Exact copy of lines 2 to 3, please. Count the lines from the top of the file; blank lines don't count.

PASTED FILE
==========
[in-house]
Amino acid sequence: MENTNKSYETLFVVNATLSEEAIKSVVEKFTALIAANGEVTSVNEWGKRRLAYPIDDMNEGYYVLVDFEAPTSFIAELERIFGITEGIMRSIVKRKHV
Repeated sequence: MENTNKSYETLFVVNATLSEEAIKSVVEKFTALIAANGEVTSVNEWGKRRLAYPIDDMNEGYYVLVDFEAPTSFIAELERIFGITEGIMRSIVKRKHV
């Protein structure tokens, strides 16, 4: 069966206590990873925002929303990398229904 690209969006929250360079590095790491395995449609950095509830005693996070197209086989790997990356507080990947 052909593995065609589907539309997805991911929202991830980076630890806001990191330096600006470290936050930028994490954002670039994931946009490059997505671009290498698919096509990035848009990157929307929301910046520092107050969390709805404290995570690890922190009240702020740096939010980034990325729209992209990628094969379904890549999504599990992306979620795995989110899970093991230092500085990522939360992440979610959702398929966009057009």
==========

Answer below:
Amino acid sequence: MENTNKSYETLFVVNATLSEEAIKSVVEKFTALIAANGEVTSVNEWGKRRLAYPIDDMNEGYYVLVDFEAPTSFIAELERIFGITEGIMRSIVKRKHV
Repeated sequence: MENTNKSYETLFVVNATLSEEAIKSVVEKFTALIAANGEVTSVNEWGKRRLAYPIDDMNEGYYVLVDFEAPTSFIAELERIFGITEGIMRSIVKRKHV